The priceless collection of marble artworks was removed from the Parthenon in Athens between 1801 and 1812 by Lord Elgin, during his time as ambassador to the Ottoman Empire. He then brought the items back to the UK, where he sold them to the British Parliament in 1816. The Marbles have been displayed in the British Museum ever since.

In the last few decades, the marbles have been the subject of frictions between the British Museum and the Greek government, which has issued several (unsuccessful) petitions requesting their repatriation. The latest one was supported by the international rights lawyer (and celebrity) Amal Alamuddin-Clooney (“Can George Clooney’s Wife Rescue the Elgin Marbles?”).

But what is perhaps more surprising about this loan is its specific recipient: Russia, whose diplomatic relations with the UK have got to rather frosty point this year, following Russia’s invasion of eastern Ukraine and the attack on Malaysia Airlines flight MH17 last July, which killed 298 people.

While fear-mongering rumors of an impending new Cold War between Russia and the West have been consistently dismissed, only last month British Prime Minister David Cameron, referring to the Ukraine crisis,told the BBC: “If Russia continues on its current path, then we will keep upping the pressure and Russia’s relationship with the rest of the world will be radically different in the future.”

But it seems that the British Museum has gone out on a diplomatic limb. Neil MacGregor, director of the British Museum, told the Times: “The politics of both museums have been that the more chilly the politics between governments, the more important the relationship between museums.” He also argued that the Hermitage and the British Museums are “almost twins, they are the first great museums of the European Enlightenment.”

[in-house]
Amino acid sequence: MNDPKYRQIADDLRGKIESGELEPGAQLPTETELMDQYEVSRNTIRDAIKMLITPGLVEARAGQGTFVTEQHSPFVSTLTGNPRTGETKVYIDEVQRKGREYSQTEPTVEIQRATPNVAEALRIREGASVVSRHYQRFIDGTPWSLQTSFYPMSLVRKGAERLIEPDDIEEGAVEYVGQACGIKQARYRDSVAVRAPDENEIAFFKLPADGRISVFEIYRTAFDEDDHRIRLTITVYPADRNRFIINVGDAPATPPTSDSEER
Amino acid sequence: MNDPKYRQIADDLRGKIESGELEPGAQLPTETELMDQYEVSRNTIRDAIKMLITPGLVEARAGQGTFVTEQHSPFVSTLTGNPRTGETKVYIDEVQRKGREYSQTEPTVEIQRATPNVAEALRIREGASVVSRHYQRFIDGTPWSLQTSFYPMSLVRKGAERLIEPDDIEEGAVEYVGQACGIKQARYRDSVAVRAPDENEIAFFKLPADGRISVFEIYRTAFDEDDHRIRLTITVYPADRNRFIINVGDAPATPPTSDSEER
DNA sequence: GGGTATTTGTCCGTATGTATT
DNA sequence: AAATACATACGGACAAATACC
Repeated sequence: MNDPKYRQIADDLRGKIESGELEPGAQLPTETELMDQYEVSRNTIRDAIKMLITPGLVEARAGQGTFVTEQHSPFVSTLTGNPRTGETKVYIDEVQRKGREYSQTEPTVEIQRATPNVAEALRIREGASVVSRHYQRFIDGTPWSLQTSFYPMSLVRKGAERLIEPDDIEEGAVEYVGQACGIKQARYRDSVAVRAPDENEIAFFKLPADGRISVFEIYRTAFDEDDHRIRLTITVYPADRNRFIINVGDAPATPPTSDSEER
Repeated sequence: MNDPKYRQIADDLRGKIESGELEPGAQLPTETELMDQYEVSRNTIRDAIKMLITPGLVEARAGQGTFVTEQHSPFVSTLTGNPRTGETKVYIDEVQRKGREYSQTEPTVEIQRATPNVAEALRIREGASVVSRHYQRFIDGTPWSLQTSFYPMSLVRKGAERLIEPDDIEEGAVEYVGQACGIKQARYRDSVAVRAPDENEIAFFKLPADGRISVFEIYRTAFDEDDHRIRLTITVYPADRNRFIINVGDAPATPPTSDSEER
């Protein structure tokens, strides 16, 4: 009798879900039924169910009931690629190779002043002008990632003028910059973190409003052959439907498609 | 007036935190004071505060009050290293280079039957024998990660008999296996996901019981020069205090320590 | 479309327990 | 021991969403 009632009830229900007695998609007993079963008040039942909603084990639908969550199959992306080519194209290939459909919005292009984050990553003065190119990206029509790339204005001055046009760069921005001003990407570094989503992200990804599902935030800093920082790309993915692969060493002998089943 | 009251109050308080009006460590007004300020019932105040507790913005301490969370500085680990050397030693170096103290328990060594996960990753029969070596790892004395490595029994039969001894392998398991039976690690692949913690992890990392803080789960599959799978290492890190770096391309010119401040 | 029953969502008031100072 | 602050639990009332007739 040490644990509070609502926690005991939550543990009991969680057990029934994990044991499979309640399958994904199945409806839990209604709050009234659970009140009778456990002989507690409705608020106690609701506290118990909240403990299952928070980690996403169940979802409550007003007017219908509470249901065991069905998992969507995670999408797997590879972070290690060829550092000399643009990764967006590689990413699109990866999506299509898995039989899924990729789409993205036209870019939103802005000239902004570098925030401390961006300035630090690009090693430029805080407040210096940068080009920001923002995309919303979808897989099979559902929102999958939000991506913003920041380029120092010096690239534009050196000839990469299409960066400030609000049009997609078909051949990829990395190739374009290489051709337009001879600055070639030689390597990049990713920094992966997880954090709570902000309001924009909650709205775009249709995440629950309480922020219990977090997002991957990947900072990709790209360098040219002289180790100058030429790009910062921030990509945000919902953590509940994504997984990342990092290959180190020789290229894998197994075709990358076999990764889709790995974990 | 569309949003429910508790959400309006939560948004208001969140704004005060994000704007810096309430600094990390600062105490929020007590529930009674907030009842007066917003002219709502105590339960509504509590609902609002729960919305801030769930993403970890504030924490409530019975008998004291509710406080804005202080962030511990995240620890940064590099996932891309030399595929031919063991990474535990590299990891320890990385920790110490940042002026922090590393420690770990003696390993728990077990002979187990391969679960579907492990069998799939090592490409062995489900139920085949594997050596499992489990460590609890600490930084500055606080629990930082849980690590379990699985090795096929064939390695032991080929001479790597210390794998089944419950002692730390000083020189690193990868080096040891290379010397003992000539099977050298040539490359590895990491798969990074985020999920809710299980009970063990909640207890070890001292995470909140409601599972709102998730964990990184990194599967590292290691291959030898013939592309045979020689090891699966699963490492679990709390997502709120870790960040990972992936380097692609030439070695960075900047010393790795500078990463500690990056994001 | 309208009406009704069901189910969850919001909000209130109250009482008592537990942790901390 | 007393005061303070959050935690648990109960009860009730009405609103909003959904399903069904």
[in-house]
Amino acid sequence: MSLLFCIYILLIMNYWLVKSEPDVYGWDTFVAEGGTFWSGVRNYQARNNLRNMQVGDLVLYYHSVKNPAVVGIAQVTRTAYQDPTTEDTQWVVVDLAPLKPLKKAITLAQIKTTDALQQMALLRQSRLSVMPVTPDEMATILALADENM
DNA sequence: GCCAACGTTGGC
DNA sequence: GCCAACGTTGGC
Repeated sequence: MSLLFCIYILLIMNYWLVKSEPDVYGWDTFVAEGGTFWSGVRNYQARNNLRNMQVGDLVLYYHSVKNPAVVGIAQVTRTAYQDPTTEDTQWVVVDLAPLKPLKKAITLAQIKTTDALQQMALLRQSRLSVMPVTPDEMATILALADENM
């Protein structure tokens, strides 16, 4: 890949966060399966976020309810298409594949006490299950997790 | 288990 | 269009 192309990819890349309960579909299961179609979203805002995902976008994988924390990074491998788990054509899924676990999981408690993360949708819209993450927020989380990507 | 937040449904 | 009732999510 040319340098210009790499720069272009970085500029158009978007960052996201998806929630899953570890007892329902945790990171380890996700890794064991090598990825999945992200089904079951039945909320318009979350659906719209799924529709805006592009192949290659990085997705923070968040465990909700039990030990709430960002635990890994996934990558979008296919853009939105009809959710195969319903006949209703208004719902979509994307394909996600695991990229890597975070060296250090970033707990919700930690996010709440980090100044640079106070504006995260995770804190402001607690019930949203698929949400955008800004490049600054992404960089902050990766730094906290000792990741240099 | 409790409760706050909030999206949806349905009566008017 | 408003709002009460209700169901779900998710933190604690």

According to the Telegraph, the loan to Russia was only approved 15 days ago, with Sir Richard Lambert, chairman of the British Museum’s trustees, declaring that they had wanted to “leave room for flexibility if the political relationship between Western Europe and Russia changed.”

While the controversial loan might benefit diplomatic relations between the UK and Russia, Greece’s reaction remains to be seen.

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BBC News [6]

5 December 2014 Last updated at 12:41
How did the Elgin Marbles get here?

A sculpture from the Elgin Marbles has been allowed to leave the UK for the first time since Lord Elgin turned up in Greece in early 1800 and had them stripped from the Parthenon and shipped to Britain.

“Elgin believed he was rescuing the sculptures from the risk of further damage,” writes Neil MacGregor, director of the British Museum, in The Times on Friday.

Athens’ Parthenon, a classical temple built by the ancient Greeks, was in a dilapidated state by the time Thomas Bruce, the seventh Earl of Elgin, became British Ambassador to the Ottoman Empire in 1799.

Partially destroyed by early Christians, converted into a mosque and later used as a weapons store by the Ottoman Turks, some 40% of the Parthenon’s 2,250-year-old sculptures had been destroyed by the time Elgin took up his diplomatic post in Constantinople.

Elgin, an art lover, claimed the sculptures were better off in Britain than the perilous environment he found them in.

In 1801, he negotiated what he claimed was permission from the Turks – who then controlled Athens – to remove statues from the Parthenon.

The document upon which Elgin claimed legality has been cited by campaigners on both sides of the argument, whose interpretations of it inevitably differ.

The British Museum maintains that Elgin was an official diplomat and had acted with the permission of Turkish authorities.

Greek campaigners argue that the Turks were a foreign force acting against the will of the people they had invaded.